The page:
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January 26, 2014
Trojans fight back then fall
Of ourse they "coulda' won," as Coach Andy Enfield said later.
And probably they "shoulda' won," as point guard Pe'Shon Howard admitted sadly.
But for the sixth time in seven Pac-12 outings, the USC Trojans didn't.
Not for lack of effort, as might have been the case in the first five league losses. In both halves, USC fought back, taking leads that seemed to surprise Stanford. Then the Trojans got shocked in just the first two possessions of overtime.
"We had the momentum," Howard said after a 13-point effort with a game-high seven steals.
Indeed they did, coming from seven down with 3:54 left and five down with 34 seconds left to tie this one for the 10th time at 61. And with 2.2 seconds, USC had the ball after shutting down the Cardinal twice in the final 17 seconds and getting possession back.
That's when the brain cramps started. After a timeout and an inbounds pass to 7-foot-2 Omar Oraby at midcourt, a cutting guard was to come by for the final shot. Not eactly Bryce Drew of Valparaiso/NCAA fame, but something. Only there was no cutter. No guard at all. Did the Trojans even have a fifth player on the floor? If so, he was hiding. Oraby's shot wouldn't have won him a scholarship in one of those halftime, half-court Midnight Madness contests.
Unfortunately, that lack of focus continued through an overtime that saw the Trojans jump out behind and never get back in it the way they did each half. Five minutes just isn't enough time to recover.
Before USC knew it, barely two minutes into overtime, the 61-61 regulation finish had become a 70-64 Stanford edge with two quick threes the difference. Not that that should have been a surprise. Stanford had a 27-12 edge from three-point range, hitting nine of 23 to USC's four of 13.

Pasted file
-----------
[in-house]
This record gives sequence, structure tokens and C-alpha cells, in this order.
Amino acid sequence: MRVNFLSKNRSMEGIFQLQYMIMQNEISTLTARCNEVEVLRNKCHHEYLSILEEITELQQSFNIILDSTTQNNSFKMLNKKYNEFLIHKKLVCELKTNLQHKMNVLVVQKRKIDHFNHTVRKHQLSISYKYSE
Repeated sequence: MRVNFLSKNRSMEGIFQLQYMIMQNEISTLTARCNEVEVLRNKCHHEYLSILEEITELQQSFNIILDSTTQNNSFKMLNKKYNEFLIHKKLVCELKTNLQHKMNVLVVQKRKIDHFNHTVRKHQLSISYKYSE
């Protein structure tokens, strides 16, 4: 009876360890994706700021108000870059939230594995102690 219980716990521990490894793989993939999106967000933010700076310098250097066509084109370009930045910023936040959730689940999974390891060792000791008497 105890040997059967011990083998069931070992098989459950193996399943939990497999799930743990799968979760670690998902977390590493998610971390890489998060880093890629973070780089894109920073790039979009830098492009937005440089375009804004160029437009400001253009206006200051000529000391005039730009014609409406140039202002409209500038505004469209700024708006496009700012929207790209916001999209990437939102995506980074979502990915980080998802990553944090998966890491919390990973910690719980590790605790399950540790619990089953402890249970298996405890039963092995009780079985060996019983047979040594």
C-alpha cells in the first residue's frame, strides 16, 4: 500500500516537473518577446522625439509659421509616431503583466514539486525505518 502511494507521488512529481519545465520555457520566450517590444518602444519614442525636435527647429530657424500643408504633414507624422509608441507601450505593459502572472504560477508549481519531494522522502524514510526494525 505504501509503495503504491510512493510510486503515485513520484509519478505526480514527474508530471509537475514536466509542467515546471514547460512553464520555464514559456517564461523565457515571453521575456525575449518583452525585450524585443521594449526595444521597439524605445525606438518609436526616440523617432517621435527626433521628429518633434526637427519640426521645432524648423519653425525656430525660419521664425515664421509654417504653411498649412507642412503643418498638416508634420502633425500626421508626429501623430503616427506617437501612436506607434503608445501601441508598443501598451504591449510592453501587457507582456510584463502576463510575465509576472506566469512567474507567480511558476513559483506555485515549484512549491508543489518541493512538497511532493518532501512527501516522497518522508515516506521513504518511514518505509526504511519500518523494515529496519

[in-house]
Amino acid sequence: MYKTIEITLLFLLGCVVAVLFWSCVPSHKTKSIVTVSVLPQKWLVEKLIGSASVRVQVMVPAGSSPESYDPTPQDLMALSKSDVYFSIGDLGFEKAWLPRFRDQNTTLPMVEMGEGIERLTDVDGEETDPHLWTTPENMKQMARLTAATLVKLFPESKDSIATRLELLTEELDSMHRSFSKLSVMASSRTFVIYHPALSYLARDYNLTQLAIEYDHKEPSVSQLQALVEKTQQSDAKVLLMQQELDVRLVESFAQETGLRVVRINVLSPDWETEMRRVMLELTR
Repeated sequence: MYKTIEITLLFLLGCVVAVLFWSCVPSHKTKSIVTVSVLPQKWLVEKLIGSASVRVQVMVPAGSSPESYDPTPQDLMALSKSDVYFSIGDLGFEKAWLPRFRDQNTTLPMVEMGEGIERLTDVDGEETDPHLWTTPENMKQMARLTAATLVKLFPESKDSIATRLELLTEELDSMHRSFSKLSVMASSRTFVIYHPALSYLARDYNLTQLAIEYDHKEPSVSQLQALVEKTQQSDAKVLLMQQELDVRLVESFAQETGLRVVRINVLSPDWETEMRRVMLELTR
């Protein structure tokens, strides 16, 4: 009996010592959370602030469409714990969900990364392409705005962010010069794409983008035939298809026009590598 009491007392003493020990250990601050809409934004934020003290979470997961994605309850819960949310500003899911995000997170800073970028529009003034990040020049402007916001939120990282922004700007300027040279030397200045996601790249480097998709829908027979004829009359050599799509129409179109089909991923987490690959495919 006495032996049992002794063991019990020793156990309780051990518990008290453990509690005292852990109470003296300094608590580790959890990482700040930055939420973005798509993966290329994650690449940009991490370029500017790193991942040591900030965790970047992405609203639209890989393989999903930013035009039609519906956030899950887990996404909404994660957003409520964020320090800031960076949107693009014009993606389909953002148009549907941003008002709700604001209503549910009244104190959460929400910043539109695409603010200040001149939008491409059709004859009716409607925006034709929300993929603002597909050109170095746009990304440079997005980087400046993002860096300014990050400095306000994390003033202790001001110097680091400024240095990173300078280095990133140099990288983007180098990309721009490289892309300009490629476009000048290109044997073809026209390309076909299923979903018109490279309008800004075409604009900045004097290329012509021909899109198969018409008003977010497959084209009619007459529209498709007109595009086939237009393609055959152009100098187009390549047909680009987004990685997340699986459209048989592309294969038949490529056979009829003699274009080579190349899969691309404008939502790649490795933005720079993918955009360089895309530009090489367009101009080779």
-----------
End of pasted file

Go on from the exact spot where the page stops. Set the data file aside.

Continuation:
Otherwise this one was pretty much a standoff across the stat lines, as 5,378 energized fans at Galen Center found themselves fired up and making the kind of noise we're not all that much accustomed to here. And then it was over.
"We played very hard," Enfield said. "We gave ourselves a chance to win. They made some tough shots [in overtime]. We missed some easy ones." And in a couple of quick possessions, it was out of reach almost.
"We made some mistakes in overtime," freshman Strahinj Gavrilovic said after a solid 12-point performance in 28 minutes. And Stanford didn't in an 18-10 win over the extra period that saw the Pac-12's leading scorer Chasson Randle enter with just 10 points in regulation and finish with 17.
The Cardinal, now 13-6 (and 4-3 in the Pac-12) to USC's 10-10 (1-6), clearly had more balance with five double-figure scorers. And yet they couldn't shake a USC team that often beat them down the floor and forced 14 turnovers resulting in 34 points in the paint to 20 for the Cardinal. Many of those came on just getting there first.
But the Trojans turned it back over 15 times themselves. And missed 11 free throws (19 of 30) to eight misses for a Stanford team (20 of 28) that was clearly willing to put the shaky-free-throw-shooting USC team on the line.
"A tough game for us," Enfield said. And another "now-you-see'em, now-you-don't," moment for the Trojans. Nikola Jovanovic followed his 23-point performance against Cal with five Sunday. Julian Jacobs, after 12 against the Bears, was shut out here.
But J.T. Terrell, after struggling for five points against Cal, finished with 13 and eight rebounds with a couple of them amazingly athletic follow-up slams on the offensive boards.
Leading the way, again, was Byron Wesley with a quiet 18 points in 41 minutes but he missed a couple of layups and followed with an ill-advised foul that pretty much sealed USC's overtime fate.
Enfield said that "playing hard" and giving themselves "a chance to win," was "as a coach, that's all you can ask for." Not sure he means that.
Chances to win matter when you actually win them. This was one of those chances when the win was there for the taking. And then it wasn't.
Dan Weber covers the Trojans program for USCFootball.com. You can reach him at email@example.com.